Installing and Configuring the Secure Shell Server

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Installing and Configuring the Secure Shell Server Powered By Docstoc
					?The Secure Shell (SSH) Server is a secure replacement for telnet and rlogin, etc.
SSH uses encryption from the point the client connects to a server, to the time the
connection is terminated. SSH uses encryption to hide passwords, usernames, and
other sensitive information that is normally sent "in the clear" in servers such as telnet
and rlogin. SSH as of this writing supports the following encryption algorithms:
3DES, Twofish, Blowfish, Arcfour, CAST128, AES (Rijndael), and DES. SSH now
comes with a variety of distributions, so downloading the server and the client should
be a pinch. If, however, your distribution lacks a SSH server package, you may
download it from the SSH website at /pagead/show_ads.js">

Once installed, SSH should work properly. To test it, you may login to your server by
issuing the following command:

ssh -l username 127.0.0.1

Replace "username" with your desired user name. If all is working correctly, you will
be prompted for a password, and then connected. If this does not work, if you
installed SSH from source, and don't have an /etc/init.d or /etc/rc.d file for the SSH
daemon, you can build one from scratch following the guidelines for Pro-FTPD. The
SSH config file (normally located in /etc/ssh or /etc/ssh2) is sshd_config or
sshd2_config. An example configuration file looks like the following:


# sshd2_config
# SSH 2.0 Server Configuration File

*:
Port 22
ListenAddress 0.0.0.0
Ciphers AnyStd
# Ciphers AnyCipher
# Ciphers AnyStdCipher
# Ciphers 3des
IdentityFile identification
AuthorizationFile authorization
HostKeyFile hostkey
PublicHostKeyFile hostkey.pub
RandomSeedFile random_seed
ForwardAgent yes
ForwardX11 yes
PasswordGuesses 1
MaxConnections 50
PermitRootLogin no
# AllowedAuthentications publickey,password,hostbased
AllowedAuthentications publickey,password
# RequiredAuthentications publickey,password
ForcePTTYAllocation no
VerboseMode no
PrintMotd yes
CheckMail yes
UserConfigDirectory "%D/.ssh2"
SyslogFacility AUTH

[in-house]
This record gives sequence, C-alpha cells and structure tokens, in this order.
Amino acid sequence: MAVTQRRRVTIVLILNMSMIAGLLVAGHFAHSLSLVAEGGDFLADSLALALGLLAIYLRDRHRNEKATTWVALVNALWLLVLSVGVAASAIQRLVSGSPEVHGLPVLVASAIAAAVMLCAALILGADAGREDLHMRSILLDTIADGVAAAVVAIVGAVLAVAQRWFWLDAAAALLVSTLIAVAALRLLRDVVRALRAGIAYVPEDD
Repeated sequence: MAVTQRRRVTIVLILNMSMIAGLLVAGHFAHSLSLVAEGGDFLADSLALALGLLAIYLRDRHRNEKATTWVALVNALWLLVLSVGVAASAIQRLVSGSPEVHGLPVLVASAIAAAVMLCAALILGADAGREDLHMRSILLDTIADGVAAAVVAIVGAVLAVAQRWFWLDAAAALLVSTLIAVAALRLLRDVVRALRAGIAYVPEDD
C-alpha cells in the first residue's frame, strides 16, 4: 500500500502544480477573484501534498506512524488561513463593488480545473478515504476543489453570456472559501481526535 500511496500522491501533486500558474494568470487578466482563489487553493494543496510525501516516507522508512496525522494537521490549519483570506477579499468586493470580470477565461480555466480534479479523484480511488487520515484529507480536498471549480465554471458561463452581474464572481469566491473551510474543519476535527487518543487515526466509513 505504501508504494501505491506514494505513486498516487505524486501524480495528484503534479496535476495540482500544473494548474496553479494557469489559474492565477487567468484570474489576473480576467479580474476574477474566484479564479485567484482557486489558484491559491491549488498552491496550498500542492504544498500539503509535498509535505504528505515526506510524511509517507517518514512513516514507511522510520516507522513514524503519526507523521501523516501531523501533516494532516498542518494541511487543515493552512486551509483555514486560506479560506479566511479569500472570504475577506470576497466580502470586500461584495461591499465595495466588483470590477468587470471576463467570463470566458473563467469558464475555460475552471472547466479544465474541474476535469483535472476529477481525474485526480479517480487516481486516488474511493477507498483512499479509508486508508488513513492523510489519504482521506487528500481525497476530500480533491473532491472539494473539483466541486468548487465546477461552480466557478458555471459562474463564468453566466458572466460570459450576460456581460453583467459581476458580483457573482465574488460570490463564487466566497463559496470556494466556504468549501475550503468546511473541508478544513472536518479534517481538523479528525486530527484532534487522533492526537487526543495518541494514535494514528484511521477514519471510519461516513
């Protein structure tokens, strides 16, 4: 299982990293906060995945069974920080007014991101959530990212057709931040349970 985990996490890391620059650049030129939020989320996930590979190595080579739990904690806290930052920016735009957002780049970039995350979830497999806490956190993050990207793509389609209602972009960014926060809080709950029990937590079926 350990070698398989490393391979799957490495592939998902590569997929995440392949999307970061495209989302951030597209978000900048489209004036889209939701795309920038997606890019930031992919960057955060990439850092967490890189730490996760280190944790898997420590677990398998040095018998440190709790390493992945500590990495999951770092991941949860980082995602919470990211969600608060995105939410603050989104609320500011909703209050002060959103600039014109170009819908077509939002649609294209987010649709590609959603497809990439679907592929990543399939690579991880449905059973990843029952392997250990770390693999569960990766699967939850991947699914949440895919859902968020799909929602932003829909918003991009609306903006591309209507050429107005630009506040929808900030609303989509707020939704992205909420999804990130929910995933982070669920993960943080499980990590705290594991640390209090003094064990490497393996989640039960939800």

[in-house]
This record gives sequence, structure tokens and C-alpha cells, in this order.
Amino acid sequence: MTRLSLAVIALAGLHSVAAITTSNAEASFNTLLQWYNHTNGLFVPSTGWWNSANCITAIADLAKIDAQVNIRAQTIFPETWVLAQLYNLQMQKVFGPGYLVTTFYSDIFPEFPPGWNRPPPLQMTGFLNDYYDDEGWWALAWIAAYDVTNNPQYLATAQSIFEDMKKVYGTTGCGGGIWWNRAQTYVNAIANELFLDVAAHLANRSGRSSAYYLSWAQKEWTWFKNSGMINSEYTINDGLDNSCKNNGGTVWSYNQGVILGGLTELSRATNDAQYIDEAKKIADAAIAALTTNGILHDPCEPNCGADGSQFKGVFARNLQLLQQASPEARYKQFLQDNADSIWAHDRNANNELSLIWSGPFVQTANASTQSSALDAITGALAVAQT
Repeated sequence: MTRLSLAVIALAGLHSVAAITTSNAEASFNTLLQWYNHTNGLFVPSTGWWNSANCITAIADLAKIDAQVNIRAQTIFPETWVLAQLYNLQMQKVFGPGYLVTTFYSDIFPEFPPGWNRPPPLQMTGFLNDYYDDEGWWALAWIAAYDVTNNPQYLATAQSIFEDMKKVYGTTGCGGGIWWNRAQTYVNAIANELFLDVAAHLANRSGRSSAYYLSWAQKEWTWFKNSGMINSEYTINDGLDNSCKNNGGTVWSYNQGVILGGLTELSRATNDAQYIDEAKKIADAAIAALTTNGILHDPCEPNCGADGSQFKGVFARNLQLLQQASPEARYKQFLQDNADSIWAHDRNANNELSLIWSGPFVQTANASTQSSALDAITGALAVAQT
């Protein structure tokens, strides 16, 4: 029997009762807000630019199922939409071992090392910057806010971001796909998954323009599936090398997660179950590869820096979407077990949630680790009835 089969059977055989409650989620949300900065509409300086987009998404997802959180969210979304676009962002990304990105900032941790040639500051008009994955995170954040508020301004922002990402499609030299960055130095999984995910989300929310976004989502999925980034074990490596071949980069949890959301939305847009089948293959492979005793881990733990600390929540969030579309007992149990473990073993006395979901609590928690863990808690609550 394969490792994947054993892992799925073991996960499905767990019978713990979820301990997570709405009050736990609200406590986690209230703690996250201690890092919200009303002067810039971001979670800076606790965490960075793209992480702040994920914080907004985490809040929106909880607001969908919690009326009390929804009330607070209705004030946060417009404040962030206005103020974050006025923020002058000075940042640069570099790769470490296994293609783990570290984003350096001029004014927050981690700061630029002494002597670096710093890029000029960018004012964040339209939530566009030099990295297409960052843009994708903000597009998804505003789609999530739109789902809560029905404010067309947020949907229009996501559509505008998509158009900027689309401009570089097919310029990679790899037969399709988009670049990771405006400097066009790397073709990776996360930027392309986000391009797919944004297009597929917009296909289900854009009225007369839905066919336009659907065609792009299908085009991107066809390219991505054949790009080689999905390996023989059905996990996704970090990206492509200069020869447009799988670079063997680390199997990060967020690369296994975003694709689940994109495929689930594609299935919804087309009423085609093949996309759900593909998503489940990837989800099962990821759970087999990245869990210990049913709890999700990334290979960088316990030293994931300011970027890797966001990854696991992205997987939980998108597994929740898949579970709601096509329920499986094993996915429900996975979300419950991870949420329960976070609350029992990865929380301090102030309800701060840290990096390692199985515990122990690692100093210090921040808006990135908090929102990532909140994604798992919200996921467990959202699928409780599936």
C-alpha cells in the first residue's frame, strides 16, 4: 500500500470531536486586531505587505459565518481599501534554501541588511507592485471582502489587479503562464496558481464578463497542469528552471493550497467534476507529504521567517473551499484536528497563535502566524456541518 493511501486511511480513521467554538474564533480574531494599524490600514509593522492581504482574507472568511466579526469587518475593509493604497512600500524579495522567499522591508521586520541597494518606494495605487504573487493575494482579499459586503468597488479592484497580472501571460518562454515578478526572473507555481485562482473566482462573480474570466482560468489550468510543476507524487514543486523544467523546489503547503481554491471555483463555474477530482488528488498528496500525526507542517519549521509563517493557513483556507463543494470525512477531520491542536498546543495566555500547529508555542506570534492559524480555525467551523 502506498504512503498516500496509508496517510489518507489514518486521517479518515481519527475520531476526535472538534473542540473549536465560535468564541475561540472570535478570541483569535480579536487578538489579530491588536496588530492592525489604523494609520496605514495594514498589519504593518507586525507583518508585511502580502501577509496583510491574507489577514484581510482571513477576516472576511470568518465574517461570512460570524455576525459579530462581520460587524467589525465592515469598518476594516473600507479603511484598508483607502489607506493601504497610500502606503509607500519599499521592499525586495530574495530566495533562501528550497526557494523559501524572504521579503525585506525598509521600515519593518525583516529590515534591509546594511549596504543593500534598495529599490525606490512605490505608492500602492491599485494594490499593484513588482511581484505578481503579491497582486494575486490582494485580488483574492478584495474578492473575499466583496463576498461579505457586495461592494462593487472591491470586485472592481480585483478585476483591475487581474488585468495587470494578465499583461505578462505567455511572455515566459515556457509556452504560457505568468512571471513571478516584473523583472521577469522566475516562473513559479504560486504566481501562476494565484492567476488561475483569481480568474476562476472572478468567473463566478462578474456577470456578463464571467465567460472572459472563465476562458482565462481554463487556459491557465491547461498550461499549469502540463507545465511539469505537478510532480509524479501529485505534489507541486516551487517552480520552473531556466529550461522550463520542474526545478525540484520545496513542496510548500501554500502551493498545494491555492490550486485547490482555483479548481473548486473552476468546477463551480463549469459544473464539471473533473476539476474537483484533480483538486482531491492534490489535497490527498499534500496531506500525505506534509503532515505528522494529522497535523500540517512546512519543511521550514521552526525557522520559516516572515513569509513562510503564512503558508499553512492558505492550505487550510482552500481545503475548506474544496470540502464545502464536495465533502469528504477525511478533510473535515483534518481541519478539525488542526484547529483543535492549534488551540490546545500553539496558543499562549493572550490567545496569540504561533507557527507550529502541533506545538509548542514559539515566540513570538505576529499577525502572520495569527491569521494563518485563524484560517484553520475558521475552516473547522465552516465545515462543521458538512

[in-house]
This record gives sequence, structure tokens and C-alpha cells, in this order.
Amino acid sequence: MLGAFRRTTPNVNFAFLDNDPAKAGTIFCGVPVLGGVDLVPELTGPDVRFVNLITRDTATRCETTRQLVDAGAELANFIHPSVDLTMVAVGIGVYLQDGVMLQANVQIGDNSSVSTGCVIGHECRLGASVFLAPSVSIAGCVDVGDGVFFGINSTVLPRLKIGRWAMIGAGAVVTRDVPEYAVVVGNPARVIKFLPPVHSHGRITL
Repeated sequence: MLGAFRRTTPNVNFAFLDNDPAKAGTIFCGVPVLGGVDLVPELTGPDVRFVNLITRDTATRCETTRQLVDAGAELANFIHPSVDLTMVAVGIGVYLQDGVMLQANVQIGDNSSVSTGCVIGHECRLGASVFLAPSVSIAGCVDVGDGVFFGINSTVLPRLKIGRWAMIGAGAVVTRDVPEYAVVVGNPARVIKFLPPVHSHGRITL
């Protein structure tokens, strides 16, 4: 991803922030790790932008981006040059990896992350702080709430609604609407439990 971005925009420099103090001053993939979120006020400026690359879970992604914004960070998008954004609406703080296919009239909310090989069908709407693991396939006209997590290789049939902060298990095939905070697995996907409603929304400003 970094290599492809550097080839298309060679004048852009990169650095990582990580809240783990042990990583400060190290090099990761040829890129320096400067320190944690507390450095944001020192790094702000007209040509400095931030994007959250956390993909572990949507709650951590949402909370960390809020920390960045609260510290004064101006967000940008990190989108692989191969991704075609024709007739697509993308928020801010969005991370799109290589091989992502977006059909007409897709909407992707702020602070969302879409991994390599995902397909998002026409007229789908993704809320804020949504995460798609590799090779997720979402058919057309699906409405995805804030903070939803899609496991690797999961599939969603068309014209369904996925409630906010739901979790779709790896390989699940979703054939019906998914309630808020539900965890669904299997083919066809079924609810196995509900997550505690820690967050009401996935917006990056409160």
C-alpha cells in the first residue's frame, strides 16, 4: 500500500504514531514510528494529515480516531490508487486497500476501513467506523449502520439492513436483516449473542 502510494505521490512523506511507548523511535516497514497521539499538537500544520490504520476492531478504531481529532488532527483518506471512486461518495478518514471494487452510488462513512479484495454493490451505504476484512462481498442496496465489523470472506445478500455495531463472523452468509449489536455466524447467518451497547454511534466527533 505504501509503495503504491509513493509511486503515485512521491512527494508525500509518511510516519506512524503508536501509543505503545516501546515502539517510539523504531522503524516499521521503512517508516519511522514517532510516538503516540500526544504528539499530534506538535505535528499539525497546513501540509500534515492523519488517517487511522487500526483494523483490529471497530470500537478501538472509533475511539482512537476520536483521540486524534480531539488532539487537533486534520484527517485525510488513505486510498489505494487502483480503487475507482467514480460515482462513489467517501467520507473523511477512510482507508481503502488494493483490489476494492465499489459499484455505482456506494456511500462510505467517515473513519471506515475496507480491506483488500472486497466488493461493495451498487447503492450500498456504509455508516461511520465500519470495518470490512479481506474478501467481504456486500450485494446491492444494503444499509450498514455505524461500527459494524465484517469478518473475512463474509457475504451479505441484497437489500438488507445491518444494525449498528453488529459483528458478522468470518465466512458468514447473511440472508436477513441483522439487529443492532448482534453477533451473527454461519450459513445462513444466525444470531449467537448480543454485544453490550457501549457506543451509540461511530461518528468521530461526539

# SyslogFacility LOCAL7
Ssh1Compatibility yes
Sshd1Path /usr/sbin/sshd1
# AllowHosts localhost, foobar.com, friendly.org
# DenyHosts evil.org, aol.com
# AllowSHosts trusted.host.org
# DenySHosts not.quite.trusted.org
# NoDelay yes
KeepAlive yes
RequireReverseMapping yes
/ UserKnownHosts yes
# subsystem definitions
subsystem-sftp sftp-server


Most of these settings you shouldn't have to change from the default. One notable
exception is the port that SSH will use. You can change this to any port within the
65535 limit. Also, you might want to change PasswordGuesses from its default (3) to
1. The reason for this is that it deters cracking attempts (the cracker has to make a new
connection for each failed password). MaxConnections is a very important setting if
this server is going to have any other services on it. MaxConnections helps keep your
connections down, so that SSH requests and processes don't take up 90% of the
server's resources. However, there is a downside to it- someone can login to your
server the amount of times allowed in MaxConnections, then just leave the sessions
logged in, which will prevent other users from logging in. PermitRootLogin is also an
important setting, *ALWAYS* set this to no (the default is yes). If you need to login
as root, simply create a user with a GID of 0 and UID of 0. This is known as a suid
root account. Leaving root with the ability to login leaves a small chance that
someone may crack root. SSH1 compatibility is crucial, many people have not yet
upgraded (or are aware of the upgrade) to SSH2. AllowHosts and DenyHosts really
shouldn't be used as a security measure in my opinion. Instead, ipchains or a similar
kernel-level firewall should be used instead. However, you may elect to use them, but
be warned that when using a application level security measure, exploits in the
application can allow denied (or blocked) hosts from connecting anyways. One great
thing about SSH is that it comes with the sftp server, which allows encrypting of FTP
sessions. Also, no FTP daemons are needed on the server, just the SSH daemon.
However, the client must have a SSH package, in order to take advantage of the sftp
server.

SSH is an extremely valuable service. It allows encryption of what were traditionally
non-traditional services (such as telnet and FTP). This section has only briefly
touched on the subject of the SSH server. For more information, read the FAQs and
HOW-TOs available at ssh.org, or feel free to visit my website below.

Christopher J. Pace is a freelance Linux consultant who has worked with Linux since
2001. He provides remote Linux consulting services for Linux servers.

				
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